The 5 Best Songs Of The Week

The 5 Best Songs Of The Week

Every week the Stereogum staff chooses the five best new songs of the week (the eligibility period begins and ends Thursdays right before midnight). This week’s countdown is below, and you can listen to a playlist of all our 5 Best Songs on Spotify.

It’s official: We’ve now entered indie’s mega February. There are some heavy-hitter releases today, and many more to come this month. In the meantime, there were also a lot of great songs that dropped this week. Here are the five best of them.

05

On his 2016 album Potential, the Range’s James Hinton scoured the depths of YouTube, building electronic tracks around samples from hopeful singers and rappers. He’s still partaking in that sort of digital crate-digging on “Bicameral,” his first new single in six years. This time it’s with a song by Eritrean singer Bemnet Tekleyohannes, who has a minimal online presence. The songs on Potential often sounded motivated but defeated, but with “Bicameral” he’s created a song that simply soars. He morphs the lyrical impact of Tekleyohannes’ original, from “when you lighten” to “when you lied to me,” which creates some darker conflict but the main takeaway is still one of hope, and the whole track surges with possibility. —James

04

Alchemist beats just hit different, and Benny The Butcher and J. Cole hit back just as hard. “This ain’t my story ’bout rags to riches, more ’bout how I mastered physics,” Benny raps, tempering his braggadocio with some real pathos: “The streets did so much shit to me, I can never live civilly/ I can never leave the scene without checkin’ my mirrors visually.” J. Cole, meanwhile, takes the opportunity to let loose with his guest verse — attacking the beat, talking pure shit, and toeing the line of ridiculousness with bars like “I’m prolly gon’ go to hell if Jesus ask for a feature” and “Eureka, Einstein on the brink of the theory of relativity/ Really, no MC equal, feel me?” He claims to be the best rapper alive, but … the Butcher coming, y’all. —Peter

03

While promoting Home Video, Lucy Dacus mentioned that she’d ultimately cut a song that was “just about kissing girls.” It’s easy to see how the lighthearted “Kissing Lessons” fits into the greater framework of Home Video, as it is her most explicitly queer album, with songs like “Triple Dog Dare” telling coming-of-age stories about Dacus realizing her sexuality. But “Kissing Lessons” takes the discussion to new depths, using she/her pronouns and all, as Dacus recalls a grade-school crush on a slightly older girl named Rachel with whom she used to practice kissing boys. Eventually, Rachel’s family moves away, but Dacus “still wear[s] a letter R charm on my bracelet / And wonder[s] if she thinks of me as her first kiss.” Dacus has always been a poignant storyteller, but it’s wonderful to hear about her life with such vivid language. —Rachel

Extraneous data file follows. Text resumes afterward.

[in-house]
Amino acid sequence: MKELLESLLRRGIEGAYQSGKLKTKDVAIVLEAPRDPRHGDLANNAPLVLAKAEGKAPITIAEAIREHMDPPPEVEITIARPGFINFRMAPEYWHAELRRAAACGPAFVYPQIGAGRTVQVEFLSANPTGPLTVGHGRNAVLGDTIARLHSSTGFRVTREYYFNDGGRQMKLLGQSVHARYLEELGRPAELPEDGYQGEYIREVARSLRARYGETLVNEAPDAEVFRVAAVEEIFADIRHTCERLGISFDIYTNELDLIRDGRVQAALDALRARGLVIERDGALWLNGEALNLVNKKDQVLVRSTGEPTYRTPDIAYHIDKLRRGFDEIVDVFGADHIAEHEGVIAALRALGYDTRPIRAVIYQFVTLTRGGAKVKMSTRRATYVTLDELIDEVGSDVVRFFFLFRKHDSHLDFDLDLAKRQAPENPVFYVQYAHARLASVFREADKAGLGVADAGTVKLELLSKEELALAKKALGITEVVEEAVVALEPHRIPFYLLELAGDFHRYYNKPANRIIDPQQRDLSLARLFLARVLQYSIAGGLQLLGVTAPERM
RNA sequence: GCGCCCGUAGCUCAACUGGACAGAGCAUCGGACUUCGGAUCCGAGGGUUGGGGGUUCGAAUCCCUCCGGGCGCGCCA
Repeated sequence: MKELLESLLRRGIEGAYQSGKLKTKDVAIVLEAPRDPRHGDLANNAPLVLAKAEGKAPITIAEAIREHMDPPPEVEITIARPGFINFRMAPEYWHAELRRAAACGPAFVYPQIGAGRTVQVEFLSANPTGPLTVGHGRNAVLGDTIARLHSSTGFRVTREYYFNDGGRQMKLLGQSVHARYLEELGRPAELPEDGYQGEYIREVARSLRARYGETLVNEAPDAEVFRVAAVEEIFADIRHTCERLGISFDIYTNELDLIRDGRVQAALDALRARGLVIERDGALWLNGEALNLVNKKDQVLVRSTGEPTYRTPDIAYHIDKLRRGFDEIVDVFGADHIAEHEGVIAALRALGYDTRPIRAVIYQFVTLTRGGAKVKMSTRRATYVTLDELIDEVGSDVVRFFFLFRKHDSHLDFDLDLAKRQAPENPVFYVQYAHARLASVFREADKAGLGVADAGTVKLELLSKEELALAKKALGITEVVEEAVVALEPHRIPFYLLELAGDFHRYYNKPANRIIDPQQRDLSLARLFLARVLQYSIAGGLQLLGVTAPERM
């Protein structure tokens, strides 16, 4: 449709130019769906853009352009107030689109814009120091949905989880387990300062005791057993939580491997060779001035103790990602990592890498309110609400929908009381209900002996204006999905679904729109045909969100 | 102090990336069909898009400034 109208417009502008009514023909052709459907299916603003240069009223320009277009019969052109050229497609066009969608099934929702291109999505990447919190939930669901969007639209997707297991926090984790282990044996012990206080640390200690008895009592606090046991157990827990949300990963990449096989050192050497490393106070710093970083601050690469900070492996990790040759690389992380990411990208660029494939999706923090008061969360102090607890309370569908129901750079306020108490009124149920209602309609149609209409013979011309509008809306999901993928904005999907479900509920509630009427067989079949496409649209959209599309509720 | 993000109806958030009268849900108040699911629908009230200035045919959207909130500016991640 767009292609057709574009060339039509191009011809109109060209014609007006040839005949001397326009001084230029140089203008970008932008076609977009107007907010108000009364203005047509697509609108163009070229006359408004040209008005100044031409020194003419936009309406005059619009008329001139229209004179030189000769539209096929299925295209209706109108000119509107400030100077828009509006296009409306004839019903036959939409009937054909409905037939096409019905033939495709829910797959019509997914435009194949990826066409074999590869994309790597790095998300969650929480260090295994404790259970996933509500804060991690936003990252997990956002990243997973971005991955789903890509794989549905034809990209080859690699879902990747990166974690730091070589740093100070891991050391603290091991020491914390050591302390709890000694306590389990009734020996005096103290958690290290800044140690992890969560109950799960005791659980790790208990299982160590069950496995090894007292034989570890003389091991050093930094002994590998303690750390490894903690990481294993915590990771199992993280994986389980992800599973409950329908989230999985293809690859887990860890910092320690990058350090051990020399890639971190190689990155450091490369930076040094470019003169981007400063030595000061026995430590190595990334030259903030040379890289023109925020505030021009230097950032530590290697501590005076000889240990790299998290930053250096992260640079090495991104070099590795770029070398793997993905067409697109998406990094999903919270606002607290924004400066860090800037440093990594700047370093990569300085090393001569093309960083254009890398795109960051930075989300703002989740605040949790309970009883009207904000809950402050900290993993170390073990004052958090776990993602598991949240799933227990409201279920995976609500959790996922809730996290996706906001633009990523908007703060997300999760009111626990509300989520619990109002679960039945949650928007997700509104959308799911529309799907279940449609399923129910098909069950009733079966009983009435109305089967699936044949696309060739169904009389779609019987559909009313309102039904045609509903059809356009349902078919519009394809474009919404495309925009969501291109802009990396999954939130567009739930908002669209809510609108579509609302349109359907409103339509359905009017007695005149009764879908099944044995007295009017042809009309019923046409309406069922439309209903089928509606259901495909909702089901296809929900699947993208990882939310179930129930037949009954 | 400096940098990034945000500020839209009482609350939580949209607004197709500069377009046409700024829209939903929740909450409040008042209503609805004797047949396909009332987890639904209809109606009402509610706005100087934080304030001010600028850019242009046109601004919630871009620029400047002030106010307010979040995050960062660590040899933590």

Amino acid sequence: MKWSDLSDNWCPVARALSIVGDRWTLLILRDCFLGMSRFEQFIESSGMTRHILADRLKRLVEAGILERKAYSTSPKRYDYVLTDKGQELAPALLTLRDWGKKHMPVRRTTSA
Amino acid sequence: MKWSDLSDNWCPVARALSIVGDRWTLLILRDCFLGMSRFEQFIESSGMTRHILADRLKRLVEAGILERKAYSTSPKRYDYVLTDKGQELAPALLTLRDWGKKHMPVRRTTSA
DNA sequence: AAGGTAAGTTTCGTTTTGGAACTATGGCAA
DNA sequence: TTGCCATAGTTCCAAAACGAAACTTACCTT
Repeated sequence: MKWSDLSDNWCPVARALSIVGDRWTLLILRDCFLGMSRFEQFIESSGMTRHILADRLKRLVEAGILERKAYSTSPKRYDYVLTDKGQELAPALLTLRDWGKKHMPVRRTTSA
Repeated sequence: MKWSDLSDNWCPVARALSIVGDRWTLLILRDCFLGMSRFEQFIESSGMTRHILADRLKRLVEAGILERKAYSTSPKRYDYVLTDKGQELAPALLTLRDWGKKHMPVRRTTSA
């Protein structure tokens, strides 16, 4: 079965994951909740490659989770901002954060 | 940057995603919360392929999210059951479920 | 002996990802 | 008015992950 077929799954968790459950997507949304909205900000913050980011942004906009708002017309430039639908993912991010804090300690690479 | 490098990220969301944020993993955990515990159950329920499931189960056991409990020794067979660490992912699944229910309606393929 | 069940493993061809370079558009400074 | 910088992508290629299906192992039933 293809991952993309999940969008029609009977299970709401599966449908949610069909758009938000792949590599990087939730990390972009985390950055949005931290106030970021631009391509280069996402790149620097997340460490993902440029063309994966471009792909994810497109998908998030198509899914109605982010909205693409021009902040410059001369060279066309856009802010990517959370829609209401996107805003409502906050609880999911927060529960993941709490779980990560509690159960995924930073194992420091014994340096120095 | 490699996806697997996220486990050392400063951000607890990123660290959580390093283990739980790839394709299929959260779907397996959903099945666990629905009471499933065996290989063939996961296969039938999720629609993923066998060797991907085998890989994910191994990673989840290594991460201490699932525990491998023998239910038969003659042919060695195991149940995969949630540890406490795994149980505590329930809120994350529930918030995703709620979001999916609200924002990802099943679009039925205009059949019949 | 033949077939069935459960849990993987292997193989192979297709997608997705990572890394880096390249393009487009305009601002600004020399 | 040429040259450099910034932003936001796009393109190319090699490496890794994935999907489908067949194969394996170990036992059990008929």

02

“No one knows what to think, who to believe, or how to approach life right now. No matter how smart you are, it’s hard not to feel blind.” That’s how jazz wizard Kamasi Washington describes the feelings built into “The Garden Path.” He’s right, of course. There’s chaos in “The Garden Path” — drums rushing, horns exploding, choral voices chanting about bright minds with dark eyes speaking loud words and telling sweet lies. But Kamasi Washington doesn’t sound blind. Instead, Washington and his longtime bandmates find euphoria in all that confusion, building a triumphant tower of astral noise. You can’t feel too defeated when a song like this is on. —Tom

01

Sometimes a band has what they do figured out so well that they can reemerge with something this likable, something that feels like an old friend emphatically grabbing you and pulling you into a warm embrace. Basically, it’s a balance of “It’s great to have them back” and “Holy shit they’re still so good.” Rolling Blackouts Coastal Fever’s whole thing is being an unwavering, well-oiled hook machine. They know what they do well, we know what they do well, and thus far they’ve stuck to that core formula and haven’t missed.

That was true when “Cars In Space” kicked off the Sideways To New Italy rollout, and it’s true as “The Way It Shatters” introduces us to Endless Rooms. RBCF are not reinventing their wheel here. (Though the exact nature of that big guitar lead feels like a new color from them.) Mostly, this band doesn’t need to do that. “The Way It Shatters” is the exact kind of comeback you want from these guys: the driving beat, the three-guitar interplay, a big anthemic intro followed by melancholically catchy verses followed by Joe White launching back into big anthemic mode for the chorus. Like other RBCF songs, “The Way It Shatters” actually couches some pretty serious meditations in music that could fool you into just hearing it as a pleasant, breezy pop song. But on that musical level, it is a pure joy, RBCF blasting back out into the world with what they do best. It’s great to have them back, and holy shit they’re still so good. —Ryan

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